Jellyfish Sting Treatment

Call 911 if:

  • The person displays signs of a severe allergic reaction.
  • The sting is from a box jellyfish.
  • The sting covers more than half an arm or leg.

For more information about severe allergic reaction, see Anaphylaxis .

1. Get the Person Out of the Water

2. Stop the Stinging

  • Wash the area with seawater to deactivate stinging cells. Or you can remove tentacles by scraping with a credit card or other plastic object.

For a sting in tropical waters -- especially from the Hawaiian box jellyfish or a Portuguese man-of-war:

  • After removing the tentacles, immerse the affected arm or leg immediately in hot water at 40 to 45°C (104 to 113°F) for at least twenty minutes. A hot shower can be used instead for other parts of the body.
  • Anti-venom is available for severe Australian box jellyfish stings. It should be given right away to be most effective.

3. Decontaminate and Remove Tentacles

For jellyfish stings, the American Heart Association recommends the following:

  • Rinse the area with vinegar for at least 30 seconds. If vinegar is not available, a solution of baking soda can be used. This will help deactivate the stinging cells of certain species of jellyfish.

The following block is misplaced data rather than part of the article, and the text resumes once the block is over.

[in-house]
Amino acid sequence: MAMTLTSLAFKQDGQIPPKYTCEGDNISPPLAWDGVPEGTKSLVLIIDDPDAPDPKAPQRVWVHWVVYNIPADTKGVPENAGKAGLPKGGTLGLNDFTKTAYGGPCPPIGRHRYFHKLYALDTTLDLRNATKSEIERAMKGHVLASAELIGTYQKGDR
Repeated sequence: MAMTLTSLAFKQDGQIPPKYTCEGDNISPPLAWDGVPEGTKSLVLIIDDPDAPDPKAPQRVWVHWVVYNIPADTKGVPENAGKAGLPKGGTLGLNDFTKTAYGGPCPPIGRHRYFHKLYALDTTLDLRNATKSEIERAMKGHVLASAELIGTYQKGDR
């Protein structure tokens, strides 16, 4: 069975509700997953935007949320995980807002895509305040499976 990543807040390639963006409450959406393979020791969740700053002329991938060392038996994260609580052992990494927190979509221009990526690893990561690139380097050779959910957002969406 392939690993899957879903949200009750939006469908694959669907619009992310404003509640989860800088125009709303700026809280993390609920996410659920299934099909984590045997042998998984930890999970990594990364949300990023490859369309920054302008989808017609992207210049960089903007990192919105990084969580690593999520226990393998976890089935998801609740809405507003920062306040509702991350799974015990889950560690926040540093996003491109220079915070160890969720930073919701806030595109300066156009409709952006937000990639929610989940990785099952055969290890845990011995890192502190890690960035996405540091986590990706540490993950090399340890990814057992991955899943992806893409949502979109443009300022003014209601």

• Next, soak the area in hot water for at least 20 minutes if possible. Cold packs can be used instead if the area can’t be soaked in hot water.

These treatments are based on research done in the Indo-Pacific areas, however, and may not be effective in the oceans of the North Atlantic. In fact, in this area, vinegar may actually make the symptoms worse, depending on the type of jellyfish. Some experts therefore recommend removing the stinging cells and rinsing in seawater.

4. Treat Discomfort

5. Follow Up

For less severe sting:

  • Use ice packs or over-the-counter pain relievers for welts.
  • Clean open sores 3 times a day and apply antibiotic ointment. Bandage if needed.

For a severe reaction:

  • The person may be hospitalized for several days.
  • Anti-venom may be administered for box jellyfish stings.
WebMD Medical Reference Reviewed by Sabrina Felson, MD on October 23, 2017

Sources

SOURCES:

Fermie, P. The Illustrated Practical Book of First Aid & Family Health, Lorenz Books, 2005.

Subbarao, I. AMA Handbook of First Aid and Emergency Care, Random House Reference, 2009.

Utox Update, University of Utah College of Pharmacy: "Marine Envenomations."

UpToDate.

Mayo Clinic.

American Heart Association: Circulation, 2010. 

Jellyfish Stings Information from eMedicineHealth.

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